Suzanne Lindon, at just 20 years old, was the youngest filmmaker to make it into Cannes’s special 2020 Official Selection this year with her debut feature Spring Blossom.
She both directed and stars in the gentle coming-of-age tale about a Parisian teenager who enters into a platonic love affair with an actor in his 30s.
In the absence of a physical Cannes, the film premiered in Toronto’s Discovery section in early September, before heading to San Sebastian’s New Directors line-up. It is now touring festivals worldwide, stopping off this week at Germany’s Filmfest Hamburg.
Lindon is no stranger to the festival circuit as the daughter of Cannes Palme d’Or winning actor Vincent Lindon and actress Sandrine Kiberlain, although she made only sporadic red carpet appearances alongside her parents, who strove to give her a childhood out of the spotlight.
The budding filmmaker, who is currently a student at the l’Ecole Nationale Supérieure des Arts Décoratifs of Paris, recounts that she decided to make a film to prove herself in her own right as an actress.
“I’ve watched a film a day since I was a child. It’s as much part of my daily routine as eating dinner. I’ve always wanted to play in a film like my parents but I wanted to be sure that it was on my own merit rather than because of my name. A key motivation for writing the screenplay was so I could play in the film and be sure it was a legitimate choice,” she explained.
Lindon wrote the screenplay when she was just 15-years-old, the summer before she entered Lycée (the equivalent to the last three years of high school), and then shot the feature immediately after her baccalaureate exams at the age of 18.
“It’s the tale of a 16-year-old who’s a bit bored by people of her own age. Every morning, she passes by a theatre on the way to school where she spies a young actor who appears to be bored with his life and entourage too,” said Lindon.
“I wanted to write about what I knew about. The only thing I was capable of talking about was about people of my own age. There are lots of films about teenagers but they’re normally by adults who have grown-up and have some distance from this period of their lives.”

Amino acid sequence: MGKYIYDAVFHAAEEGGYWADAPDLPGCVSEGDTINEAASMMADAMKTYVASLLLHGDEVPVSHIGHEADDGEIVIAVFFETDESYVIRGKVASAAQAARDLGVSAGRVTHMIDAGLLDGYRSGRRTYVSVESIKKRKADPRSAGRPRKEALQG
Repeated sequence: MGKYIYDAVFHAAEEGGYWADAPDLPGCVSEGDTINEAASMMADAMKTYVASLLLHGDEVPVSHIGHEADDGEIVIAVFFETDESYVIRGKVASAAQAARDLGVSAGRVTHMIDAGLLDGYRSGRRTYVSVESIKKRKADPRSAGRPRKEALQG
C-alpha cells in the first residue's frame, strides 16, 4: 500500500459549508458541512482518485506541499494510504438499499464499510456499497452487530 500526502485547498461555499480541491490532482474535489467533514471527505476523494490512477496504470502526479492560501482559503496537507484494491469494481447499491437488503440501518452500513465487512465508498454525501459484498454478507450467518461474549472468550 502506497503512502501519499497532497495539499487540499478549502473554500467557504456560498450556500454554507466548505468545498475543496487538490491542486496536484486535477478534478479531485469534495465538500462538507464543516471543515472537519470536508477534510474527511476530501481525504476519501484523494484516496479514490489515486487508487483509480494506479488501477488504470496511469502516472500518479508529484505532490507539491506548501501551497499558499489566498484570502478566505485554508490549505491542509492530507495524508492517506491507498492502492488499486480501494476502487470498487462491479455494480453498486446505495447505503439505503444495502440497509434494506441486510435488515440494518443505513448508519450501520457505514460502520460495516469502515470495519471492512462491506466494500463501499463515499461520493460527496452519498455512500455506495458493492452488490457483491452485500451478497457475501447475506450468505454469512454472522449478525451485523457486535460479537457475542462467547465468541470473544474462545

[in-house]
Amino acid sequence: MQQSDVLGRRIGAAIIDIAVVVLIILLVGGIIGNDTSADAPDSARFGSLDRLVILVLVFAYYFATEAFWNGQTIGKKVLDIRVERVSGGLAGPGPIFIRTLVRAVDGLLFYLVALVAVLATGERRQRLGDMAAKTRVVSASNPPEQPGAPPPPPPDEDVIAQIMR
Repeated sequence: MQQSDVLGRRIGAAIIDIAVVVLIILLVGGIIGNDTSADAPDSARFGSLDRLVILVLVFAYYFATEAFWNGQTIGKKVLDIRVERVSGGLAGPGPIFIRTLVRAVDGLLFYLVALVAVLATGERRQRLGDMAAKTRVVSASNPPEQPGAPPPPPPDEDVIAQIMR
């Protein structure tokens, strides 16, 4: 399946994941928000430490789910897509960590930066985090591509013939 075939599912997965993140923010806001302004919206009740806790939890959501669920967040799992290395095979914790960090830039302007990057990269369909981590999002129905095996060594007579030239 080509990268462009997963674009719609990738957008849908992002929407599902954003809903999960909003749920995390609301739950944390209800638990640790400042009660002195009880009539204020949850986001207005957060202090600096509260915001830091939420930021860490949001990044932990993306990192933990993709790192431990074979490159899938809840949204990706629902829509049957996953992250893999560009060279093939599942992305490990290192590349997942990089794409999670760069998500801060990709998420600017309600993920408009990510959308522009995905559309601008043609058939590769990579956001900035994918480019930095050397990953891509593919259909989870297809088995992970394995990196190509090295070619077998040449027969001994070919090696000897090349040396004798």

The relationship between the teenager and the older actor is not drawn from Lindon’s own experiences. The idea for the storyline grew rather out of a theatre play her mother sent her to see.
“The actor on stage looked bored and I started asking myself what would my world have been if I had met this man and we had fallen love,” explained Lindon.
Arnaud Valois co-stars as the actor. Lindon approached him about the role after seeing his performance in AIDS activism drama BPM, which debuted in Cannes in 2017.
“I didn’t write the screenplay with him in mind but when I saw the film, I immediately thought, ‘It’s him’. I got hold of his number and called him to ask whether I could send him my script,” recounts Lindon. “Arnaud, who is really kind, said ‘Of course’. He rang back an hour later and said, ‘I love it, let’s meet’.”
In the backdrop, Lindon had also met producer Caroline Bonmarchand at Avenue B Productions, whose credits include Sophie Letourneur’s comedy Enormous and Sebastian Marnier’s School’s Out, while on holiday.
“I hadn’t really talked to anyone about my idea for a film. I’d kept it a secret. I didn’t really believe in it. She asked me if I was interested in cinema and I told her about the screenplay. At first, she suggested we do it as a short but I felt I couldn’t tell the story in that format,” explains Lindon.
Between them, they managed to raise a small budget for the production which shot over just two weeks. Paris-based Luxbox is handling international sales on the title which has secured distribution in a number of territories including the UK (Curzon) and Germany (MFA+ Filmdistribution). Paname Distribution will release the film in France.
Other members of the cast include Dominique Besnehard, the former talent agent-turned-producer, who is best known internationally for hit series Call My Agent. Alongside handling the careers of many of France’s top actors, Besnehard also has some 100 film and TV acting credits to his name. In Spring Blossom, he plays an eccentric theatre director.
Lindon reveals she has long been a fan of Besnehard for his performance in Maurice Pialat’s 1983 romantic drama A Nos Amours, starring Sandrine Bonnaire as a teenager whose busy love life unsettles her family.
“Dominique played the brother. It was one of the films that most marked me growing up. I love all those films from the early 1980s and he represents those years and the filmmakers who were active at the time,” she explains, also citing directors like Claude Miller and Eric Rohmer.
The other star of the film is Lindon’s home city of Paris, which she captures with much love and detail.
“I was born and grew up in Paris. It’s part of my life,” she comments. “There are lots of films I love in which Paris plays a role such as François Truffaut’s Pocket Money, Stolen Kisses and The 400 Blows or Leos Carax’s Les Amants Du Pont-Neuf. I like to find myself in the places I know in these films, as if I’m walking in the steps of their characters myself.”